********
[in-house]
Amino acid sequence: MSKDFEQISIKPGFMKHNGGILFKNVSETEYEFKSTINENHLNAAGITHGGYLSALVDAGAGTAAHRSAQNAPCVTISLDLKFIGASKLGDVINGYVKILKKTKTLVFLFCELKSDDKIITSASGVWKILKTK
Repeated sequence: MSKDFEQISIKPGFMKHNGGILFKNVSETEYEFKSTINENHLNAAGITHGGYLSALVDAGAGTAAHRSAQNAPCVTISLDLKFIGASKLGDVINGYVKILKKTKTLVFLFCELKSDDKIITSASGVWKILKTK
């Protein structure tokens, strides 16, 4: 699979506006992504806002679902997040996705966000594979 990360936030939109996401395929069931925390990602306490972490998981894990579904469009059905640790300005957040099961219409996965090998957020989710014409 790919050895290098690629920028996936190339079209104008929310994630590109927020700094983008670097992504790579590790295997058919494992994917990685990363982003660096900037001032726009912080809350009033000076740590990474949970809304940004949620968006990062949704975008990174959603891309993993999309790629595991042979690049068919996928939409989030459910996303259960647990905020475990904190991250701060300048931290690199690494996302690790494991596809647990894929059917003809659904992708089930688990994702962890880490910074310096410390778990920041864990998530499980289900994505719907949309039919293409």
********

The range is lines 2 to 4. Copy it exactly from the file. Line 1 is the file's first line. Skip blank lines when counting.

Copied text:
Amino acid sequence: MSKDFEQISIKPGFMKHNGGILFKNVSETEYEFKSTINENHLNAAGITHGGYLSALVDAGAGTAAHRSAQNAPCVTISLDLKFIGASKLGDVINGYVKILKKTKTLVFLFCELKSDDKIITSASGVWKILKTK
Repeated sequence: MSKDFEQISIKPGFMKHNGGILFKNVSETEYEFKSTINENHLNAAGITHGGYLSALVDAGAGTAAHRSAQNAPCVTISLDLKFIGASKLGDVINGYVKILKKTKTLVFLFCELKSDDKIITSASGVWKILKTK
């Protein structure tokens, strides 16, 4: 699979506006992504806002679902997040996705966000594979 990360936030939109996401395929069931925390990602306490972490998981894990579904469009059905640790300005957040099961219409996965090998957020989710014409 790919050895290098690629920028996936190339079209104008929310994630590109927020700094983008670097992504790579590790295997058919494992994917990685990363982003660096900037001032726009912080809350009033000076740590990474949970809304940004949620968006990062949704975008990174959603891309993993999309790629595991042979690049068919996928939409989030459910996303259960647990905020475990904190991250701060300048931290690199690494996302690790494991596809647990894929059917003809659904992708089930688990994702962890880490910074310096410390778990920041864990998530499980289900994505719907949309039919293409």